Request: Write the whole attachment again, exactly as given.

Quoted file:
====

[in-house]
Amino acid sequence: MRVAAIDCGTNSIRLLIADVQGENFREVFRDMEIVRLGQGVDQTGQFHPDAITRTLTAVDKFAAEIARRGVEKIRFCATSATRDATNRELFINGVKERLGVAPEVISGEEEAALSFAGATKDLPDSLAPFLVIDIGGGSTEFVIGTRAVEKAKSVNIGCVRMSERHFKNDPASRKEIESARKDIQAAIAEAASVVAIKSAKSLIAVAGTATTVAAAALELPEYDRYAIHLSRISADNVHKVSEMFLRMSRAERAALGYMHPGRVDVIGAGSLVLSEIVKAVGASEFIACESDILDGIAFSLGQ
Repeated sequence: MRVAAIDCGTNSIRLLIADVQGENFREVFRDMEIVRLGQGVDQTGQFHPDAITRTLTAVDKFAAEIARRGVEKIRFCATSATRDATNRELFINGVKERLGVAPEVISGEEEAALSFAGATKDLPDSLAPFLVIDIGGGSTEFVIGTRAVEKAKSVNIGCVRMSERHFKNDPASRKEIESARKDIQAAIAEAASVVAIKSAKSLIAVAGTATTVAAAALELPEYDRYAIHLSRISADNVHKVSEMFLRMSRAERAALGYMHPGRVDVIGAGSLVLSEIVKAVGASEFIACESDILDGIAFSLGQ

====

[in-house]
Amino acid sequence: MRVAAIDCGTNSIRLLIADVQGENFREVFRDMEIVRLGQGVDQTGQFHPDAITRTLTAVDKFAAEIARRGVEKIRFCATSATRDATNRELFINGVKERLGVAPEVISGEEEAALSFAGATKDLPDSLAPFLVIDIGGGSTEFVIGTRAVEKAKSVNIGCVRMSERHFKNDPASRKEIESARKDIQAAIAEAASVVAIKSAKSLIAVAGTATTVAAAALELPEYDRYAIHLSRISADNVHKVSEMFLRMSRAERAALGYMHPGRVDVIGAGSLVLSEIVKAVGASEFIACESDILDGIAFSLGQ
Repeated sequence: MRVAAIDCGTNSIRLLIADVQGENFREVFRDMEIVRLGQGVDQTGQFHPDAITRTLTAVDKFAAEIARRGVEKIRFCATSATRDATNRELFINGVKERLGVAPEVISGEEEAALSFAGATKDLPDSLAPFLVIDIGGGSTEFVIGTRAVEKAKSVNIGCVRMSERHFKNDPASRKEIESARKDIQAAIAEAASVVAIKSAKSLIAVAGTATTVAAAALELPEYDRYAIHLSRISADNVHKVSEMFLRMSRAERAALGYMHPGRVDVIGAGSLVLSEIVKAVGASEFIACESDILDGIAFSLGQ